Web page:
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Alpacas, one of the planets favourites
Alpacas have been domesticated for more than 5,000 years and have evolved physical attributes that allow them to exist in harmony with their environment, including….
Members of the Australian Alpaca Association
Alpacas are highly environmentally friendly, some even refer to them as "green sheep"
The Alpaca’s role in sustainable farming practices
Although some Alpaca meat markets have been established in Australia, the principal roles for the animal remains in natural fibre production, as herd guardians and simply as pets.
An alpaca produces around 3kg of fibre. Each strand is partly hollow, usually ranges from 20 to 70 microns in diameter and comes in 22 natural colours. It is light weight, stronger than sheep’s wool, and provides excellent insulation.
The main end use is knitwear, but it is also woven into cloth for clothing, accessories such as scarves and rugs. The premium alpaca fibre is cria, shorn from young animals and is considered as warmer, lighter and softer than cashmere.
To increase the use of alpaca fibre, some textile mills blend it with wool, cotton and silk for both knitwear and cloth. More recently the product is gaining popularity in outdoor sports clothing due to its lighter weight and better insulation properties during cold weather.
Despite its superior qualities worldwide alpaca fleece production is estimated to be approximately 7,000 tonnes against 2.1m tonnes of wool (Food & Agricultural Organisation of the United Nations, 2009). This statistic alone can be very disheartening for a small alpaca producer but we believe it is worthwhile chipping away at this vast market. As sustainable and extensive farming practices take hold we foresee a shift away from wool. This will come about due to two pressure points:
Alpaca fibre is soft like cashmere and stronger than wool.
(Image from Alpaca Mall)
If you Google "Alpacas" and "Herd Protectors" you find any number of commentaries about the pros and cons of using Alpacas for this purpose. All we can do to add to this discussion is to document our personal experience of using and observing Alpacas as they have guarded our own sheep over the past 10 years.
Just like other camelids, Alpacas have evolved with strong herd instincts. Both females and males are very protective of each other and especially their young. Alpacas are normally gentle toward humans and other animals that are not seen as threatening. Foxes and dogs will immediately attract their attention but so too will anything that is a little unusual such as snakes, goannas and even kangaroos and wallabies. While we have read reports of Alpacas attacking predators such as foxes and trampling them to death, we have never observed this type of behaviour. Rather we have heard them let out a high pitched warning squeal and observed them slowly move towards the intruder and take up a position between the herd and the intruder. Most intruders want to avoid confrontation and give them a wide berth. Those that are more persistent will tend to be chased away.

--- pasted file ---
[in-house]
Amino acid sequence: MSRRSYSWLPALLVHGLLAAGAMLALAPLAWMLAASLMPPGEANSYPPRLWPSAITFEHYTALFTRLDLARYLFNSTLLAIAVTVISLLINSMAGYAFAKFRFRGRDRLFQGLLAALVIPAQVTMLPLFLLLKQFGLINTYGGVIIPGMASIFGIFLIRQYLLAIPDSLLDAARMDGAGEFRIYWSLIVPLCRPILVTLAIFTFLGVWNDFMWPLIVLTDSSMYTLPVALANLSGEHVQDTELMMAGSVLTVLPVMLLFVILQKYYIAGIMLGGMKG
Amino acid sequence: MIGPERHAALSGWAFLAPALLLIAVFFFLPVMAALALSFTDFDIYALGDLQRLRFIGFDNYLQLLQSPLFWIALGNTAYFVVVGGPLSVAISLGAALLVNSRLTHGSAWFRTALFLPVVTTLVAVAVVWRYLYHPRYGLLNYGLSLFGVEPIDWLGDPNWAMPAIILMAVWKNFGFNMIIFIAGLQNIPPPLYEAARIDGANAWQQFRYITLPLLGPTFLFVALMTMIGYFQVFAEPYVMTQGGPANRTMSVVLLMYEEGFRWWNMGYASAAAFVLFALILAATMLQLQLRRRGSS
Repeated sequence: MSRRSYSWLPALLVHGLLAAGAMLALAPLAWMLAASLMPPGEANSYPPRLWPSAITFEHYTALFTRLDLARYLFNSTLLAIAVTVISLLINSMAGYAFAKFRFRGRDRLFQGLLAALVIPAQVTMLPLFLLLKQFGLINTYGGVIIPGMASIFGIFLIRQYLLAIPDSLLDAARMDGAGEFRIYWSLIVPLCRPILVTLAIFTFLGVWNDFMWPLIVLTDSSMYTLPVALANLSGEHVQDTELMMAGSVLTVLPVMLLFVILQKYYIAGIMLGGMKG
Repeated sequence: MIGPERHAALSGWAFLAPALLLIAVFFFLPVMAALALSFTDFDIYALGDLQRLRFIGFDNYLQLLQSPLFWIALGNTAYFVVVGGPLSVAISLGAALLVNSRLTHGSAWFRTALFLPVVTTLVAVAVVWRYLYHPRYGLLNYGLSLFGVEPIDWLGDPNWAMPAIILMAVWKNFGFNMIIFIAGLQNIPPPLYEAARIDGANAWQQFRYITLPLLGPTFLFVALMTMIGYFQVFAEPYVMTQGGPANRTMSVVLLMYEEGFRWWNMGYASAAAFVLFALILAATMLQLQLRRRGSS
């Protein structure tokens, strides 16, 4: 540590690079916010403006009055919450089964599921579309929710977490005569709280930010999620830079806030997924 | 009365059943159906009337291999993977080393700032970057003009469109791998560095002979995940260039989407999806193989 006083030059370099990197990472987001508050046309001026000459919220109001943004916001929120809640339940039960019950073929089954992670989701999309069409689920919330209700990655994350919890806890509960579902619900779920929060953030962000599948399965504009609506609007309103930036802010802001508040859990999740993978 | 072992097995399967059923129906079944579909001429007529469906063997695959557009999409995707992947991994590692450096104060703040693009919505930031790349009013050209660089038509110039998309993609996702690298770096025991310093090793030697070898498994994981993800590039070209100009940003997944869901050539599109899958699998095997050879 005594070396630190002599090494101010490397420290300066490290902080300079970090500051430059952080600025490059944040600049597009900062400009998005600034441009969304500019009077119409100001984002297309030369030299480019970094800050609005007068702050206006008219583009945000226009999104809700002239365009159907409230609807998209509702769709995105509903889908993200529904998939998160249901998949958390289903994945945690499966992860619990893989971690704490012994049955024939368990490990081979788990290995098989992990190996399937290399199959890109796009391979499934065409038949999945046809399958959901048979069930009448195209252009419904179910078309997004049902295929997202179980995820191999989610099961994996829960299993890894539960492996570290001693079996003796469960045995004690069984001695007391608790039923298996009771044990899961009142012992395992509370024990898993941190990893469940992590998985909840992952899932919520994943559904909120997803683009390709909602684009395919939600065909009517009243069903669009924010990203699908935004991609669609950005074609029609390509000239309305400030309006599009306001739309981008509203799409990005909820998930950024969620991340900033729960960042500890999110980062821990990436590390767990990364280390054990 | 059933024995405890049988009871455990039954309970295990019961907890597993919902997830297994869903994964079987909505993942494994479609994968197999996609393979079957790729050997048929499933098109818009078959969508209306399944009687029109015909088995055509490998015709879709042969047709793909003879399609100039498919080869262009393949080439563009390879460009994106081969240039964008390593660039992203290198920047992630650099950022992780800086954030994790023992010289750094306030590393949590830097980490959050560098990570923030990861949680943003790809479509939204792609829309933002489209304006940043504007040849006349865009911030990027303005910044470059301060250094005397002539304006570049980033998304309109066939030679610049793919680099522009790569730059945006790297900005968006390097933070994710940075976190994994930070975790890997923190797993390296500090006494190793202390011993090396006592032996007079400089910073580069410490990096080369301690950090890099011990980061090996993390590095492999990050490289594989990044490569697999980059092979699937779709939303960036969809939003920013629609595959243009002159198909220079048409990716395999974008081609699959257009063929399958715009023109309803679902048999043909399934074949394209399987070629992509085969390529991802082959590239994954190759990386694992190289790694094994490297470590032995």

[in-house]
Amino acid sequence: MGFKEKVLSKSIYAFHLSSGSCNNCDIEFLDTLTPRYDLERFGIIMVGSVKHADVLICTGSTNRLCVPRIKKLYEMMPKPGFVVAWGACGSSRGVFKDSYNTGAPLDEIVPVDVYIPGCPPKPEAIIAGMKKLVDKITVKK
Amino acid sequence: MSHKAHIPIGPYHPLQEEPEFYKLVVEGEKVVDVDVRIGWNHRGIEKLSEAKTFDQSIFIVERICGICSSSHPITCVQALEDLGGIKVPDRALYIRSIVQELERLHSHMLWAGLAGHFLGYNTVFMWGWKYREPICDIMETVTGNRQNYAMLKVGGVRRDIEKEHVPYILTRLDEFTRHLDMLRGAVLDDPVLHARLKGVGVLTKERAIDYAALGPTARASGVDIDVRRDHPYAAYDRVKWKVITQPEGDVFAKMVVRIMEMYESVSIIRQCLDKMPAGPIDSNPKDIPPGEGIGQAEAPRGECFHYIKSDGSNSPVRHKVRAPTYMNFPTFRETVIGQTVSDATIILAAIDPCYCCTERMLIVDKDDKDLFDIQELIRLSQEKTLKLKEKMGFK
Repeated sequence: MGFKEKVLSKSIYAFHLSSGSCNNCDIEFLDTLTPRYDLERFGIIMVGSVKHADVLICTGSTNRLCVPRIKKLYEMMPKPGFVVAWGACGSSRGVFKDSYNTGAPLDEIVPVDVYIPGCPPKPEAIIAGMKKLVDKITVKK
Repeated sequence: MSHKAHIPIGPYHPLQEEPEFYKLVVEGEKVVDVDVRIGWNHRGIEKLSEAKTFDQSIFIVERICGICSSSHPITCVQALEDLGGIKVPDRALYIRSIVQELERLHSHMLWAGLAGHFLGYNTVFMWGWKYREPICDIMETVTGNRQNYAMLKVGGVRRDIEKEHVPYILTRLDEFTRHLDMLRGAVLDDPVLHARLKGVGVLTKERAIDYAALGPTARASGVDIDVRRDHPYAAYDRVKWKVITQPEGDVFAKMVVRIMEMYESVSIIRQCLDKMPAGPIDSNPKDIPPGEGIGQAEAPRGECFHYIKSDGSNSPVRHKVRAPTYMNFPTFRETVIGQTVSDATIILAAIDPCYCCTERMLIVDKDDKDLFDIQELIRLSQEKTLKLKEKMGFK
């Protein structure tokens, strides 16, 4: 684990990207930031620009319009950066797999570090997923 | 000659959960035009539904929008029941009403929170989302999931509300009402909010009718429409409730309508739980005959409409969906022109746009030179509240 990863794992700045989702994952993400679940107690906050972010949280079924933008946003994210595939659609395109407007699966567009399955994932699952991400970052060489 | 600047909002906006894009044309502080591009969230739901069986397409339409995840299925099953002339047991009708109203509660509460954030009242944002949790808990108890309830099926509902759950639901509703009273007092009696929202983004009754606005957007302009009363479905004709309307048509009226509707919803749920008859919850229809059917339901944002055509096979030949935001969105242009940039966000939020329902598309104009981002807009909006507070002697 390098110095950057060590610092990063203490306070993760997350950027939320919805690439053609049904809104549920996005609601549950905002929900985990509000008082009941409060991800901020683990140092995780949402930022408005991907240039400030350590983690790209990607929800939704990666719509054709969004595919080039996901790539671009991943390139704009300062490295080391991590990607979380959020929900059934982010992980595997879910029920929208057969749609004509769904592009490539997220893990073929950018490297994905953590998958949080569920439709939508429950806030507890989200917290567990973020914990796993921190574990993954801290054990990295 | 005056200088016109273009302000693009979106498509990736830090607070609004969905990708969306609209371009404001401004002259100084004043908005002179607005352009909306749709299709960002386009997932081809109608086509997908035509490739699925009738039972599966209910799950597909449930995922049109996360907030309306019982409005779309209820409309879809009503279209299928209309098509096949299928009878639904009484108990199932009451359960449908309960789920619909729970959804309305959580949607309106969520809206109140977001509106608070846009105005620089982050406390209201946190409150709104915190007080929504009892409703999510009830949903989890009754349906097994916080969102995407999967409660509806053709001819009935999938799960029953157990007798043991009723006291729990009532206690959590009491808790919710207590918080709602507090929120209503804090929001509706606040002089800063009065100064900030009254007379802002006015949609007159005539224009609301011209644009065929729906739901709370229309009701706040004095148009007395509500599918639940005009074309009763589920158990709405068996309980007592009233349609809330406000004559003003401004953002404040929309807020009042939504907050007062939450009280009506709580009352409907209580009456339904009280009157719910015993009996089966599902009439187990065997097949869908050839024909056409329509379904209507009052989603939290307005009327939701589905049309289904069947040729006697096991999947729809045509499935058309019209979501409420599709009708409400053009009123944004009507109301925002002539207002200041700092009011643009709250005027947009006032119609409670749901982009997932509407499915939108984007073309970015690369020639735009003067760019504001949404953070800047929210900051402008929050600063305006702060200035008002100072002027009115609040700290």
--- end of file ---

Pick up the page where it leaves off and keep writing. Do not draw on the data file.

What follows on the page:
Certainly we have found alpacas to be effective but they are not Mother Theresa on four legs so please have realistic expectations. Also, be sure to use only castrated alpaca males over 2 years of age. Entire males will become a nuisance attempting to mount sheep etc. When the alpaca is younger than 2 we have found that bonding can be more difficult and guarding instincts don’t seem to be fully developed.
Further, only use 1 or 2 guardians per mob. We have found this to be the optimum number. Working effectively in pairs they cleverly position themselves between the mob and the predator. One can be effective but they run the risk of being outflanked. On the other hand, with more than two in a paddock they may tend to prefer their own company and form their own herd.
Alpacas as pets
Most alpacas make very good pets if they are treated well and the owners have realistic expectations. Given time, most alpacas will eat out of your hand and training them to lead with a halter is a straightforward process. Although alpacas look cuddly they generally don't like being held, and are particularly sensitive to being touched on the head. Alpacas are naturally curious and intelligent and if you let them approach you, rather than rush at them and expect an affectionate response, the interactions can be very rewarding. The main thing to remember is that they are alpacas, and not dogs or cats, and should be allowed to be alpacas.
Our alpacas form protective bonds with their adoptive family.
Why you may choose Chregan Alpacas as your Alpaca supplier?
To us alpaca breeding is more than a hobby; it is an ongoing commitment to the continuing development of fine white and also grey and black coloured Huacaya Alpacas.
We have enjoyed success at local AAA shows with our animals and fleeces. Also a number of our fleeces have been considered suitable for inclusion in Alpaca Ultimate’s Ultrafine Bale Scheme.
Understanding the needs of most small landholders our primary breeding aim is produce and offer animals that are healthy, true to type and require a low level of maintenance. We are Q-Alpaca accredited and take particular care in producing sound animals and firmly believe it is far more economic and less stressful to raise healthy alpacas than treat sick ones.
We also supply experienced Guardian Alpacas who have been tending to our own mobs of sheep.
For information regarding animals currently for sale please refer to our Alpacas For Sale page. For up-to-date information regarding Chregan Alpacas and discussions regarding alpaca husbandry drop into our Observations Blog.